WASHINGTON — British mining giant Anglo American is abandoning its effort to develop Alaska’s Pebble Mine, leaving Canadian explorer Northern Dynasty Minerals alone in its attempt to push through the massive and controversial project.
Anglo American’s decision to withdraw comes as scrutiny grows over the impact the mine would have on the world’s best-remaining run of wild salmon.
Northern Dynasty is vowing to press forward on the mine. But it’s questionable how far the company can go without the finances of a big partner like Anglo American.
Northern Dynasty spokesman Sean McGee said the company has the financial ability to get the project through the next step of seeking state and federal permits.
“In the near to medium term, we have the resources and expertise to move the project forward,” he said Monday.
But Northern Dynasty is expected to need another partner or to sell its stake in the project to a different developer if Pebble is ever to start producing.
“In my view, it is unlikely this project will go forward to construction and operations with Northern Dynasty as the sole owner,” McGee said in an interview.
Northern Dynasty’s stock fell 33 percent on Monday at the news Anglo American was pulling out of the project. Pebble is the principal asset for Northern Dynasty.
Northern Dynasty acquired the prospect in 2001 and entered the partnership with Anglo American six years later. Each company owned half the Pebble Partnership, an Anchorage-based company set up to design, permit and operate the mine. Anglo American will take a $300 million write-down for withdrawing.
Anglo American CEO Mark Cutifani said Monday that his company wants to focus on lower-risk projects.
“Despite our belief that Pebble is a deposit of rare magnitude and quality, we have taken the decision to withdraw following a thorough assessment of Anglo American’s extensive pipeline of long-dated project options,” he said in a written statement. “Our focus has been to prioritize capital to projects with the highest value and lowest risks within our portfolio.”
The Pebble Partnership still hopes to start seeking permits for the mine this year. Northern Dynasty’s McGee said Monday the timeline could change.
“Over the next couple of weeks we’ll be reviewing and reassessing the Pebble Partnership’s plans and timelines for advancing the project,” McGee said.
Anglo American’s decision to drop out of the project comes as the company seeks to reshape its operations. Cutifani took over as CEO this year following the resignation of Cynthia Carroll and promised to be more discriminating about which projects the company was going to put its money into.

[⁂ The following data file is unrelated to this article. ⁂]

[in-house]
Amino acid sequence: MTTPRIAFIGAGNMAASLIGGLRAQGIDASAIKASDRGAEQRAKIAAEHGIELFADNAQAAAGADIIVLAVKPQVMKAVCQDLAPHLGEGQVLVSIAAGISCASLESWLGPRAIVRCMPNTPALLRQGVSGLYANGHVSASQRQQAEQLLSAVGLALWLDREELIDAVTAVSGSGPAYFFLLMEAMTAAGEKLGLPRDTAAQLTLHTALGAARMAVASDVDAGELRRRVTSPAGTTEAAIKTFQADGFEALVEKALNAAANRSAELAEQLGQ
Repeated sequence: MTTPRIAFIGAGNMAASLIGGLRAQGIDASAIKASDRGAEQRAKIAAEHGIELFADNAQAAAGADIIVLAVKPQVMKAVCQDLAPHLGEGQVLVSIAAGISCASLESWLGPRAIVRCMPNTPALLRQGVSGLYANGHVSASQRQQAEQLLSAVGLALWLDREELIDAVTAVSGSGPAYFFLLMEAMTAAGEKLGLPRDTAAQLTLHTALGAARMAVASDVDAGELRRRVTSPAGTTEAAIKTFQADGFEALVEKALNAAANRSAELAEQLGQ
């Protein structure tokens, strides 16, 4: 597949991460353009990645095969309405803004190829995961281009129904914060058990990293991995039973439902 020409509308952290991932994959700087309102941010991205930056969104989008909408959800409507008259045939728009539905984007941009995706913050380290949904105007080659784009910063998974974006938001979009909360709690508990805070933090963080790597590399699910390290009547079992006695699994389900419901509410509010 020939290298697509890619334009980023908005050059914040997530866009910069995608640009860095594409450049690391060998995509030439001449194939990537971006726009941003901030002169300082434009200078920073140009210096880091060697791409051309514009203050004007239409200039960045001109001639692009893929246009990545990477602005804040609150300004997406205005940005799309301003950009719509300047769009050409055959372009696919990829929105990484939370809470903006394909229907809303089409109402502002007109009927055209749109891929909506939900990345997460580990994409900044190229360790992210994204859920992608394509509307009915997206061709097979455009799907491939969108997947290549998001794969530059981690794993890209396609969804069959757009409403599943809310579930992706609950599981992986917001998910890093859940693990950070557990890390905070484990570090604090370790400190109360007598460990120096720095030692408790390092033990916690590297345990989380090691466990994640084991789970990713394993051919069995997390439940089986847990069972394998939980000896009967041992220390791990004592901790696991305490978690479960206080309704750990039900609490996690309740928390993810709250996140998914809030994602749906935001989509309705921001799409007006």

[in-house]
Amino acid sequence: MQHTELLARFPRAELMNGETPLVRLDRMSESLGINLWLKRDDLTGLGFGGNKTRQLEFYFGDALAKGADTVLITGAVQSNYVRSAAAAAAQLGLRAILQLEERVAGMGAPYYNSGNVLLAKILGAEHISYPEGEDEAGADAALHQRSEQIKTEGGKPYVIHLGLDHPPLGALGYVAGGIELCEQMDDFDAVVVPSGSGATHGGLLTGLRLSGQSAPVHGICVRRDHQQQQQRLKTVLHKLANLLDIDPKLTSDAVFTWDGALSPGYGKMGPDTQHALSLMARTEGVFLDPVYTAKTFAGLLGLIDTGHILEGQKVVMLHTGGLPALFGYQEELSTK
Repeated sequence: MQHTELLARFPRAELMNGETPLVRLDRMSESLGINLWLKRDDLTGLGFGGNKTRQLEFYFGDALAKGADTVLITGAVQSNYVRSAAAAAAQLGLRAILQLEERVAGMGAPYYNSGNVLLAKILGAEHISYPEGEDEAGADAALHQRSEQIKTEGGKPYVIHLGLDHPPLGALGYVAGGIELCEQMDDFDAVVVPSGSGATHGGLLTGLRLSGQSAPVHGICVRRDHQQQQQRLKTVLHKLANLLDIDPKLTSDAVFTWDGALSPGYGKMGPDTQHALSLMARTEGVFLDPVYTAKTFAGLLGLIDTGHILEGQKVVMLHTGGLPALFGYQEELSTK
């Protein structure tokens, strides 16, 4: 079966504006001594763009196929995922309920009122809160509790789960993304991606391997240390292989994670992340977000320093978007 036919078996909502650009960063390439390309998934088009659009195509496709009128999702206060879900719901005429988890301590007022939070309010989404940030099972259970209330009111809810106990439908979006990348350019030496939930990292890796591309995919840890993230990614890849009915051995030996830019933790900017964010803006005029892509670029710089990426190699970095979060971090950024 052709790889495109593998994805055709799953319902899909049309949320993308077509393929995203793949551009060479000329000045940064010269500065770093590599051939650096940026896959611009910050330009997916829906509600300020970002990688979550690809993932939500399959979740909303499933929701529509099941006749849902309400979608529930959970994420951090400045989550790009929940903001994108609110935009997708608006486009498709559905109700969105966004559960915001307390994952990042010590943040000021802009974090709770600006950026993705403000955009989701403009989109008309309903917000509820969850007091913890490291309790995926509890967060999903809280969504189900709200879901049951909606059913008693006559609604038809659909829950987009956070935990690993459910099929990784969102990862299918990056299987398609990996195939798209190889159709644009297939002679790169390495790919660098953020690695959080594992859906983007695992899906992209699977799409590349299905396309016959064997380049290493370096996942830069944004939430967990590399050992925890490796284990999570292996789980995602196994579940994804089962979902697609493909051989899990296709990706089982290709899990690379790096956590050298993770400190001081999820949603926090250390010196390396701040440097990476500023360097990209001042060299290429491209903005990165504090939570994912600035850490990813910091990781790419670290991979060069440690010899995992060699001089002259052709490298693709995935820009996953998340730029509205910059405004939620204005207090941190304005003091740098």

Anglo American has a backlog of too many projects in early development, Cutifani said in a July presentation.
“When we apply a tough financial hurdle rate to those projects, we’re knocking things out that probably shouldn’t be there,” he said in the presentation.
The Pebble Mine is a potential $300 billion deposit near the headwaters of tributaries of the Kvichak and Nushagak rivers. It ranks among the largest undeveloped copper deposits in the world and has the potential to be the biggest open pit mine in North America.
The Environmental Protection Agency is considering blocking the mine to protect Alaska’s Bristol Bay salmon. It’s the most valuable fishery in the world, producing about half the globe’s supply of wild red salmon.
A draft EPA study released in April concluded that even without a major accident the mine could wipe out nearly 100 miles of streams and 4,800 acres of wetlands in the Bristol Bay region. In addition, failures of a pipeline carrying the copper concentrate or a tailings dam holding the mine waste could poison salmon with acid producing compounds or copper.
The Pebble Partnership maintains the EPA report is based on inaccurate guesswork about what the mine will look like.
The final design for the mine has not been released. But Northern Dynasty CEO Ron Thiessen told investors in a call Monday that it is 99 percent complete.
Anglo American put $541 million into the project, which helped to finance the expensive design work and pre-permitting efforts, Thiessen said.
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